Philosophical Papers and Letters
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Philosophical Papers and Letters : A Selection

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The selections contained in these volumes from the papers and letters of Leibniz are intended to serve the student in two ways: first, by providing a more adequate and balanced conception of the full range and penetration of Leibniz's creative intellectual powers; second, by inviting a fresher approach to his intellectual growth and a clearer perception of the internal strains in his thinking, through a chronological arrangement. Much confusion has arisen in the past through a neglect of the develop- ment of Leibniz's ideas, and Couturat's impressive plea, in his edition of the Opuscu/es et fragments (p. xii), for such an arrangement is valid even for incomplete editions. The beginning student will do well, however, to read the maturer writings of Parts II, III, and IV first, leaving Part I, from a period too largely neglected by Leibniz criticism, for a later study of the still obscure sources and motives of his thought. The Introduction aims primarily to provide cultural orientation and an exposition of the structure and the underlying assumptions of the philosophical system rather than a critical evaluation. I hope that together with the notes and the Index, it will provide those aids to the understanding which the originality of Leibniz's scientific, ethical, and metaphysical efforts deserve.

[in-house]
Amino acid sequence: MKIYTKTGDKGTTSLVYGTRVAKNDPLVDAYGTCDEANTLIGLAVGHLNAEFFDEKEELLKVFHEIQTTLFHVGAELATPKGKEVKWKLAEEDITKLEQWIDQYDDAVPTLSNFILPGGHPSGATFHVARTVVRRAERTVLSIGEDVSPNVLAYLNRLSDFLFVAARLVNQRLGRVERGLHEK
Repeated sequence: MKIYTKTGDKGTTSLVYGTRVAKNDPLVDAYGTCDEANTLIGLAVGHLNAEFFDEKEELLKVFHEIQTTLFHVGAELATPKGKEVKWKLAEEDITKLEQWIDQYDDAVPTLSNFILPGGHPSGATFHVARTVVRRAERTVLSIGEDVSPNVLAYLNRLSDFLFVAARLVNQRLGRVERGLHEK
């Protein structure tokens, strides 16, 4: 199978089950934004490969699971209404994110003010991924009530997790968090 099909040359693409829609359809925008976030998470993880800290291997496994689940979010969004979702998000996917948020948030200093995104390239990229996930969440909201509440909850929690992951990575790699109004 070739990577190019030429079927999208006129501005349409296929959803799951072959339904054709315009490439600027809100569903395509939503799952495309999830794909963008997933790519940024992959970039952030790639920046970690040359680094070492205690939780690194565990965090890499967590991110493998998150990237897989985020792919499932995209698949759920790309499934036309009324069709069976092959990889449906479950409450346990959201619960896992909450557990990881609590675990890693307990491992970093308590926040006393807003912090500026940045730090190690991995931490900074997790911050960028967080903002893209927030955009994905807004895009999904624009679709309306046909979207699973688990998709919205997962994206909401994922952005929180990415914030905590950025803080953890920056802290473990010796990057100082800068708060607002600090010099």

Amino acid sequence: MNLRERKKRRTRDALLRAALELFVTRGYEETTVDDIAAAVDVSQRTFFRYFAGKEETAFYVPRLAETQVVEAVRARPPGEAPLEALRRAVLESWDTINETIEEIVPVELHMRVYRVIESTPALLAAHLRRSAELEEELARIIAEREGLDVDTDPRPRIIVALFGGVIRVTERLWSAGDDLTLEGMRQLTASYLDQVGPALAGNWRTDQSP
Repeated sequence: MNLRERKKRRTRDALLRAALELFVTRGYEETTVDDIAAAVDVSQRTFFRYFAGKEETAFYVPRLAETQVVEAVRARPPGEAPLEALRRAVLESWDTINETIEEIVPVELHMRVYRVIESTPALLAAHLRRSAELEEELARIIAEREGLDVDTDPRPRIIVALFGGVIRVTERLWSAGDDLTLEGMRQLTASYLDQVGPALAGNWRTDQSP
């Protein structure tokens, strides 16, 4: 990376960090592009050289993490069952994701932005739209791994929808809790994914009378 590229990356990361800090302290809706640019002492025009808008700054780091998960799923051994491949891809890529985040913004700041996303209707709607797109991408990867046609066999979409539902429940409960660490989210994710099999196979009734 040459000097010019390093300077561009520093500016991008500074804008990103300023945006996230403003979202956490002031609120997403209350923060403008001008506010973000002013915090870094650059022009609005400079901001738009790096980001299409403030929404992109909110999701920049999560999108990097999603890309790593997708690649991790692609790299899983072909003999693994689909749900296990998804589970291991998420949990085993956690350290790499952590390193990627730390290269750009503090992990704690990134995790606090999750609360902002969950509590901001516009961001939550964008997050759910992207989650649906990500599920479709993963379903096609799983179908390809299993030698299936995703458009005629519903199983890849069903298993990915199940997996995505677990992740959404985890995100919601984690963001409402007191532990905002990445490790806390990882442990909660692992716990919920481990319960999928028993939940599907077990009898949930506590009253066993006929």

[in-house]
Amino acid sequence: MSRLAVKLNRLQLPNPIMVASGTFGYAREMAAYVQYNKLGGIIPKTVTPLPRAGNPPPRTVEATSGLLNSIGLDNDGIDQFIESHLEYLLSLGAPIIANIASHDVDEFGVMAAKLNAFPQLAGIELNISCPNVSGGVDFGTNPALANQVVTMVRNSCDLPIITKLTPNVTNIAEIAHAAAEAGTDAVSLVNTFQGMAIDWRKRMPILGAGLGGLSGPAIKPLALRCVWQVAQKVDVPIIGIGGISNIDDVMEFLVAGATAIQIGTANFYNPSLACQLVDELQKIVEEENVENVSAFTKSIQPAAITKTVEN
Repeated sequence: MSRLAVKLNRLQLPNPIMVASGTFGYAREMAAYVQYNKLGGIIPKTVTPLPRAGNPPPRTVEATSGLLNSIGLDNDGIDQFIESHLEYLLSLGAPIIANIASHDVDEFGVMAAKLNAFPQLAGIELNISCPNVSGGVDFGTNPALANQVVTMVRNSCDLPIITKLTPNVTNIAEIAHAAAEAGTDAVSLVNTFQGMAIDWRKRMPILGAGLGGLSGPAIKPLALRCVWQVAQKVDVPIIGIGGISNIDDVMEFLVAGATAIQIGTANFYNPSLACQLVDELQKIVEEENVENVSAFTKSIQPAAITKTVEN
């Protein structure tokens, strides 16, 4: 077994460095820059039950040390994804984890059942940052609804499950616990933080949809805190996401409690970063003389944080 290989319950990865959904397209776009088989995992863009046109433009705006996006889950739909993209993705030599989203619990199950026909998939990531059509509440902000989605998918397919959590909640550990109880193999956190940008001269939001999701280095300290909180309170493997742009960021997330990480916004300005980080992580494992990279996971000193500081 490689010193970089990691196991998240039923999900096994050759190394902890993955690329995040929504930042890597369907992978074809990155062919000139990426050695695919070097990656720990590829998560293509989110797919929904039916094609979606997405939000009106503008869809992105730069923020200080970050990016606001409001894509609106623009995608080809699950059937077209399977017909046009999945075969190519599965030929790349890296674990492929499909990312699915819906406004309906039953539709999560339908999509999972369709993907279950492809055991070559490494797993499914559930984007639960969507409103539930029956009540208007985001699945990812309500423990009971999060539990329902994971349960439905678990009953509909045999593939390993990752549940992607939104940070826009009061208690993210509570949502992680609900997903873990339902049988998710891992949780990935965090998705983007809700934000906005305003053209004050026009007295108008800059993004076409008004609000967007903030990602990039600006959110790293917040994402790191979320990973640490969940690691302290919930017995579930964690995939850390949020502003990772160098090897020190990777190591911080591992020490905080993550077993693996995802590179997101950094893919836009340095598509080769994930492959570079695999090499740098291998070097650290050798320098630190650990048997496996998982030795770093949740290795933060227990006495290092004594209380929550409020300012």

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Product details

  • Paperback | 736 pages
  • 155 x 235 x 38.1mm | 2,280g
  • Kluwer Academic Publishers
  • Dordrecht, Netherlands
  • English
  • Revised
  • 2nd ed. 1989
  • XII, 736 p.
  • 902770693X
  • 9789027706935
  • 1,856,851

Table of contents